Exxon Valdez Still Causing Trouble 23 Years after Alaska Oil Spill
Thursday, June 07, 2012
Exxon Valdez (photo: vesseltracker.com)
Having sailed its last voyage, the oil tanker formerly known as the Exxon Valdez now sits off the coast of India, mired in yet another environmental controversy.
Now called the Oriental Nicety, the ship was responsible for the disastrous March 1989 oil spill that dumped 11 million gallons of oil into Alaska’s Prince William Sound. The ship was headed for the scrapheap when environmentalists decided to use it to call attention to dangerous working conditions at the ship-breaking operations in Alang, the world’s largest concentration of ship demolishers. ToxicsWatch Alliance, based in New Delhi, filed a petition with India’s supreme court requesting the ship be denied entry into Alang. The request claimed the tanker contained toxic materials, making it too dangerous for dismantling at the mammoth shipyard.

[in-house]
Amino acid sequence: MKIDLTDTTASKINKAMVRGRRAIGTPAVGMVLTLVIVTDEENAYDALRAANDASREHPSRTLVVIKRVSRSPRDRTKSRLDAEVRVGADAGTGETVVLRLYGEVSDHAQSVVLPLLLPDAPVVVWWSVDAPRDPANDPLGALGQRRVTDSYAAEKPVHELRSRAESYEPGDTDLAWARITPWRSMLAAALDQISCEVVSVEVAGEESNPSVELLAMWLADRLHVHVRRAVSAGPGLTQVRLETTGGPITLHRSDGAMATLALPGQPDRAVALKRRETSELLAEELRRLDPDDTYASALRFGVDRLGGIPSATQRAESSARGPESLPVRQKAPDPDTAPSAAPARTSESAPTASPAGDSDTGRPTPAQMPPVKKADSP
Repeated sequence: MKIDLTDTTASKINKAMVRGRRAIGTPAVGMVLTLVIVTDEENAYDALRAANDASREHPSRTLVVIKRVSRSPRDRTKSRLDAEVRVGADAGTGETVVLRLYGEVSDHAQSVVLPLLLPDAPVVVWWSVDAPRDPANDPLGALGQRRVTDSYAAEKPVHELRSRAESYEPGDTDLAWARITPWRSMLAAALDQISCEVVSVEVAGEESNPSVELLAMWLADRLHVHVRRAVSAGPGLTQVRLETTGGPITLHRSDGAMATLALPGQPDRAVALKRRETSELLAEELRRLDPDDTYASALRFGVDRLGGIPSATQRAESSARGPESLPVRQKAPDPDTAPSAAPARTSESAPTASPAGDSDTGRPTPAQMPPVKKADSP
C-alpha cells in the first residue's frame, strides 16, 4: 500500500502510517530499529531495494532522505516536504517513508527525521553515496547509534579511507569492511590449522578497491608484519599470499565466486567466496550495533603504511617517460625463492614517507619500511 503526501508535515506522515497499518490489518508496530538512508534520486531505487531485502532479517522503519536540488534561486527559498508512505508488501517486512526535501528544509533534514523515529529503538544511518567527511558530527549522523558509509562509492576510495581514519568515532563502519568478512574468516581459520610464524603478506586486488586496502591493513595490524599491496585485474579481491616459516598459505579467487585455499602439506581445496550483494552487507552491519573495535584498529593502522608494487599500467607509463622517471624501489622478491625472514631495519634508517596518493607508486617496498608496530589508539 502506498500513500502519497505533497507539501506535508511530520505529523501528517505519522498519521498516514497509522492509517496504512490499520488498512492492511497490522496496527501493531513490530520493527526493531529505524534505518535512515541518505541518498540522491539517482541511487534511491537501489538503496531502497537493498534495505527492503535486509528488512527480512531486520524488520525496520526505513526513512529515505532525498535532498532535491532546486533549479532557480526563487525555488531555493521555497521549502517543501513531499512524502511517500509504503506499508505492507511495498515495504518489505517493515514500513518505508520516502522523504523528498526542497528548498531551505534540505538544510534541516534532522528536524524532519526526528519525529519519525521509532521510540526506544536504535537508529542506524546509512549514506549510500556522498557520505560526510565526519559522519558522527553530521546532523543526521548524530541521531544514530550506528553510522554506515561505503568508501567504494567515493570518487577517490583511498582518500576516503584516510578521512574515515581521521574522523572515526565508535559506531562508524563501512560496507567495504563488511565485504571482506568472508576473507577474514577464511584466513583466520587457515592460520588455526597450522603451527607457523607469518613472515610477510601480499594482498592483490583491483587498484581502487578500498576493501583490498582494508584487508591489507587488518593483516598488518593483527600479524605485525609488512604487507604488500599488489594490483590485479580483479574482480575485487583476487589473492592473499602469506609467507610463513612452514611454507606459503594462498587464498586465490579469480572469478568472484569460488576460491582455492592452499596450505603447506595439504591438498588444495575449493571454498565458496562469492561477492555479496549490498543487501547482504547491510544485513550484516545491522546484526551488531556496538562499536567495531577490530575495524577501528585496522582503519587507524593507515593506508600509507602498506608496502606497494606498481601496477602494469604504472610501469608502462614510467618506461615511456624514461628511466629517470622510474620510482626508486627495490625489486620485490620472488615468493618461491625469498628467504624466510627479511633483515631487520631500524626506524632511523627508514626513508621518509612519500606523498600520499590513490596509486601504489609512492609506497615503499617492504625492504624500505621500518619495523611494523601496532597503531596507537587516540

Environmentalists admitted the vessel probably is no more toxic many of the almost 6.000 other ships that have been recycled at Alang. But by making a fuss over the once-controversial tanker, the activists hoped to draw attention to India’s weak environmental, labor and safety standards involving its lucrative ship-recycling industry.
To Learn More:
Exxon Valdez Remains Controversial Near Its End in India (by Mark Magnier, Los Angeles Times)
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